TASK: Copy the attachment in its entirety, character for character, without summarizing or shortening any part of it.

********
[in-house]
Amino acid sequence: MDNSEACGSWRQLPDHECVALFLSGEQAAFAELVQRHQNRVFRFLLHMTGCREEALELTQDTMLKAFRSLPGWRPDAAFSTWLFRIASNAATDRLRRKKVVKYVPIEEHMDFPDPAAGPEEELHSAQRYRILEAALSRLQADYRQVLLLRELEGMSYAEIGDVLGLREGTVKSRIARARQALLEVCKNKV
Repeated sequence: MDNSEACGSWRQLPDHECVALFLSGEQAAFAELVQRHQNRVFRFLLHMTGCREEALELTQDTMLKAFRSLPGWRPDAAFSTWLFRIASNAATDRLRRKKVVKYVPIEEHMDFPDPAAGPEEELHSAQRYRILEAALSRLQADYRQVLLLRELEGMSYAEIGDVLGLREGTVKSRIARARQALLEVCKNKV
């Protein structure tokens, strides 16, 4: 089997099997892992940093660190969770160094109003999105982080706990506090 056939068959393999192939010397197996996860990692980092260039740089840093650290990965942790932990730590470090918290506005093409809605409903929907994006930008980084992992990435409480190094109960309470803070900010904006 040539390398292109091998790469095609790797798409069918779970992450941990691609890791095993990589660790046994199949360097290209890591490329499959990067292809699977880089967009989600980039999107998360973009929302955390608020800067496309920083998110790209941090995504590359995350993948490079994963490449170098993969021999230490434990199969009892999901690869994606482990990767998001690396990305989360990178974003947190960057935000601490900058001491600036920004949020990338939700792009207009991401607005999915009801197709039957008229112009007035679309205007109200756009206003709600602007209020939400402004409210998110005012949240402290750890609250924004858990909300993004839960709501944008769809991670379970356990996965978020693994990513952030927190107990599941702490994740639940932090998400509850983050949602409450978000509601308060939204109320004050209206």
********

[in-house]
Amino acid sequence: MDNSEACGSWRQLPDHECVALFLSGEQAAFAELVQRHQNRVFRFLLHMTGCREEALELTQDTMLKAFRSLPGWRPDAAFSTWLFRIASNAATDRLRRKKVVKYVPIEEHMDFPDPAAGPEEELHSAQRYRILEAALSRLQADYRQVLLLRELEGMSYAEIGDVLGLREGTVKSRIARARQALLEVCKNKV
Repeated sequence: MDNSEACGSWRQLPDHECVALFLSGEQAAFAELVQRHQNRVFRFLLHMTGCREEALELTQDTMLKAFRSLPGWRPDAAFSTWLFRIASNAATDRLRRKKVVKYVPIEEHMDFPDPAAGPEEELHSAQRYRILEAALSRLQADYRQVLLLRELEGMSYAEIGDVLGLREGTVKSRIARARQALLEVCKNKV
């Protein structure tokens, strides 16, 4: 089997099997892992940093660190969770160094109003999105982080706990506090 056939068959393999192939010397197996996860990692980092260039740089840093650290990965942790932990730590470090918290506005093409809605409903929907994006930008980084992992990435409480190094109960309470803070900010904006 040539390398292109091998790469095609790797798409069918779970992450941990691609890791095993990589660790046994199949360097290209890591490329499959990067292809699977880089967009989600980039999107998360973009929302955390608020800067496309920083998110790209941090995504590359995350993948490079994963490449170098993969021999230490434990199969009892999901690869994606482990990767998001690396990305989360990178974003947190960057935000601490900058001491600036920004949020990338939700792009207009991401607005999915009801197709039957008229112009007035679309205007109200756009206003709600602007209020939400402004409210998110005012949240402290750890609250924004858990909300993004839960709501944008769809991670379970356990996965978020693994990513952030927190107990599941702490994740639940932090998400509850983050949602409450978000509601308060939204109320004050209206």